Inquiring minds want to know: What is James Comey’s favourite snippet from Gilbert & Sullivan?

My candidate is this bit from one of the “susceptible” Chancellor’s songs in Iolanthe: “The law is the true embodiment/ Of everything that’s excellent/ It has no kind of fault or flaw/ And I my Lords embody the law.”

As we’ve seen this week with the publication of his book A Higher Loyalty: Truth, Lies, and Leadership, and just Thursday night with the release of redacted transcriptions of the seven memos to himself that he wrote after his meetings with President Trump, James Comey really does seem to believe that he personally embodies the law and, therefore, that what would be a felony if committed by us mortals is a shining example of “higher loyalty” when performed by James Brien Comey Jr. Nice work if you can get it.

But can he? It is looking more and more doubtful. As I write, A Higher Loyalty is number 1 on Amazon. It has sold a boatload. The publisher is reported to have printed several boatloads and, judging by the nearly universal ridicule and obloquy the book has occasioned from outlets as different as The New York Times and The Washington Post, in one ideological corner, to The Wall Street Journal and National Review in the opposite corner, you can bet that A Higher Loyalty will soon be available in big stacks on the remainder tables of discount outlets around the country.

Why the outrage? There are essentially two reasons, one aesthetic, the other substantive. The aesthetic reason revolves around the insufferable odour of moral entitlement that suffuses the book. A reviewer for The Washington Post captured this nicely. “In the beginning was the word, and the word was with God, and the word was God, and then, on Dec. 14, 1960, I, James Comey, was born. The initials, as Reinhold Niebuhr would tell us, are no coincidence.” A Higher Loyalty does not come in a scratch-and-sniff edition. It doesn’t need to. It reeks of preachy self-regard.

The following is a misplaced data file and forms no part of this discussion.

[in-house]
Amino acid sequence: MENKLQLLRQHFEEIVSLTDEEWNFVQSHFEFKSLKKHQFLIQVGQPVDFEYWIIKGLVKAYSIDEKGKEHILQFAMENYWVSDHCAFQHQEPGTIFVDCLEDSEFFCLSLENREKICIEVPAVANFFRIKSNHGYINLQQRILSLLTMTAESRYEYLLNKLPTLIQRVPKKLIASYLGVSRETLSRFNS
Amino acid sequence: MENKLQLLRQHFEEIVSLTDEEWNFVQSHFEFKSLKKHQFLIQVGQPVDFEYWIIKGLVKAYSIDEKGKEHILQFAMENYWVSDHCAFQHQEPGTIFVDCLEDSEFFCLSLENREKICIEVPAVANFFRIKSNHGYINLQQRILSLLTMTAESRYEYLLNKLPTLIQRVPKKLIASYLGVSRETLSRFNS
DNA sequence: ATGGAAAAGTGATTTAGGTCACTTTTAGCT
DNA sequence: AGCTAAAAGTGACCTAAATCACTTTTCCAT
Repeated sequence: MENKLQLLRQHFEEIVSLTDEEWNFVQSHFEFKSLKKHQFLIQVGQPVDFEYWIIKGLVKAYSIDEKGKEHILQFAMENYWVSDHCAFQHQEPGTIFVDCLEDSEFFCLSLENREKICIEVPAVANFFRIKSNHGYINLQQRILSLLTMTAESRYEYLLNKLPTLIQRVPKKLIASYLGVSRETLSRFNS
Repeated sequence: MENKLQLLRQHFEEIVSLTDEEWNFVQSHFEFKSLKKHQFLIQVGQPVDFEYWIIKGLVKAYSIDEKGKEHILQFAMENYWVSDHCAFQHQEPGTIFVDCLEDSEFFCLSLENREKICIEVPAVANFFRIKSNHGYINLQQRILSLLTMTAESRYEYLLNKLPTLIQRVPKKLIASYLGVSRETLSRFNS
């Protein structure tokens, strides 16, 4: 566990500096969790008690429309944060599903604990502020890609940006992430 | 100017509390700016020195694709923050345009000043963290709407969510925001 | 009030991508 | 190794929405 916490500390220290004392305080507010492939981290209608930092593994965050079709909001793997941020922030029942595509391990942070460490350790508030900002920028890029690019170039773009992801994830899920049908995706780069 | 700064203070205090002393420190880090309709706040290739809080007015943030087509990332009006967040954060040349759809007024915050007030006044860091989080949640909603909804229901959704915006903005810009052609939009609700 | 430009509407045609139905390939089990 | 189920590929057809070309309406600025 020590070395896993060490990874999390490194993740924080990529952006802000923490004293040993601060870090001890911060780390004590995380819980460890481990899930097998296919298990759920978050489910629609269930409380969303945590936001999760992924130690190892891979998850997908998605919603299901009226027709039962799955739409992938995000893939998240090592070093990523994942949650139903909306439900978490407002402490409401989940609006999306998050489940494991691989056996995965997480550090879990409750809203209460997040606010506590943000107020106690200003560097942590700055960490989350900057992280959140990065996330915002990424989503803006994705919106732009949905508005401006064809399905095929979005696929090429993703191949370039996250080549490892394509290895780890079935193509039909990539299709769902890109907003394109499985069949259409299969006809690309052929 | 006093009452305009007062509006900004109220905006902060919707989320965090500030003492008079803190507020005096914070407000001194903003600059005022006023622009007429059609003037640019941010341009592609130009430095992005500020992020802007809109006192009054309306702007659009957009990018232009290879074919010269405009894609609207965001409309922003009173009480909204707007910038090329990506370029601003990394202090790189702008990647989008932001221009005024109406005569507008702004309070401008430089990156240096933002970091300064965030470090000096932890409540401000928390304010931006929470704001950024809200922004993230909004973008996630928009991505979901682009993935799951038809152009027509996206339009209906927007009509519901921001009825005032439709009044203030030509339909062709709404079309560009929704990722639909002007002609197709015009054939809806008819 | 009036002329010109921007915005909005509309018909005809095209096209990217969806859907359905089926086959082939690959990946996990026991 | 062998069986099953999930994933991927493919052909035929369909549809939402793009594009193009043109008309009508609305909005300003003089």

The substantive issue flows from the aesthetic deformation. Believing that he “embodies the law,” James Comey felt perfectly entitled to put himself at the service of partisan politics in his actions as director of the FBI. Just days before the 2016 Presidential election, he announced that he was reopening the investigation (what Loretta Lynch denominated a “matter”) into Hillary Clinton’s email imbroglio. Why? Politics. “I was making decisions in an environment where Hillary Clinton was sure to be the next president,” he explained, so “my concern about making her an illegitimate president by concealing the restarted investigation bore greater weight than it would have if the election appeared closer or if Donald Trump were ahead in all polls.”

Hello? He did it because he didn’t want any embarrassment for his new boss when she took office in January 2018. Inexplicably, she didn’t get to take office, partly, many argue, because of James Comey’s political stunt.

And then we come to the memos—sweaty and repellant morceaux of preening oiliness. It was not James Comey’s usual practice to engage in what amounted to a form of literary wiretapping. He did so for his exchanges with Donald Trump because he decided beforehand that Trump was “morally unfit” to be President. In the end, the memos were a sort of insurance policy. Directly he was fired, Comey made a claim. He arranged for a friend to leak some of the memos to the media, thus precipitating the appointment of special counsel.

At the end of Iolanthe, the Lord Chancellor pairs off with the delectable Iolanthe herself. Nearing the denouement of the James Comey show, the justice department’s inspector general, having determined that “at least” two of the memos Comey leaked were classified, has opened an investigation into his actions. I very much doubt this opera will have as an agreeable ending for its principle characters as that which W.S. Gilbert contrived for his.